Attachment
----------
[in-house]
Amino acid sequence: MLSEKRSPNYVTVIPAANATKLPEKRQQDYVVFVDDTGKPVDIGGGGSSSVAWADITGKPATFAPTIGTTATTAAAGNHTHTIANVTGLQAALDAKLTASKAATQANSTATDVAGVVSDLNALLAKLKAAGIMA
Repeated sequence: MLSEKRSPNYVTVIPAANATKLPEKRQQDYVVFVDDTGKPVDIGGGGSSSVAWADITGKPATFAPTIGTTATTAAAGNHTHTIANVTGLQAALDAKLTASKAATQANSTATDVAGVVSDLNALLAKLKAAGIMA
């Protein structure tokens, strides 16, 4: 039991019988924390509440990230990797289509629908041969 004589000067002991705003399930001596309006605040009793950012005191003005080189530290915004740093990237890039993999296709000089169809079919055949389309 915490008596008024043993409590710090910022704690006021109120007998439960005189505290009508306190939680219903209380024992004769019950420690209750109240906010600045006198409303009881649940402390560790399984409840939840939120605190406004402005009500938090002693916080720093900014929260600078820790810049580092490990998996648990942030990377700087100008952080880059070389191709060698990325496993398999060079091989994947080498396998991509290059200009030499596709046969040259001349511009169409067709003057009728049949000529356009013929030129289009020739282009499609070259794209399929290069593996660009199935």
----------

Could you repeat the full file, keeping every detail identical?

[in-house]
Amino acid sequence: MLSEKRSPNYVTVIPAANATKLPEKRQQDYVVFVDDTGKPVDIGGGGSSSVAWADITGKPATFAPTIGTTATTAAAGNHTHTIANVTGLQAALDAKLTASKAATQANSTATDVAGVVSDLNALLAKLKAAGIMA
Repeated sequence: MLSEKRSPNYVTVIPAANATKLPEKRQQDYVVFVDDTGKPVDIGGGGSSSVAWADITGKPATFAPTIGTTATTAAAGNHTHTIANVTGLQAALDAKLTASKAATQANSTATDVAGVVSDLNALLAKLKAAGIMA
């Protein structure tokens, strides 16, 4: 039991019988924390509440990230990797289509629908041969 004589000067002991705003399930001596309006605040009793950012005191003005080189530290915004740093990237890039993999296709000089169809079919055949389309 915490008596008024043993409590710090910022704690006021109120007998439960005189505290009508306190939680219903209380024992004769019950420690209750109240906010600045006198409303009881649940402390560790399984409840939840939120605190406004402005009500938090002693916080720093900014929260600078820790810049580092490990998996648990942030990377700087100008952080880059070389191709060698990325496993398999060079091989994947080498396998991509290059200009030499596709046969040259001349511009169409067709003057009728049949000529356009013929030129289009020739282009499609070259794209399929290069593996660009199935």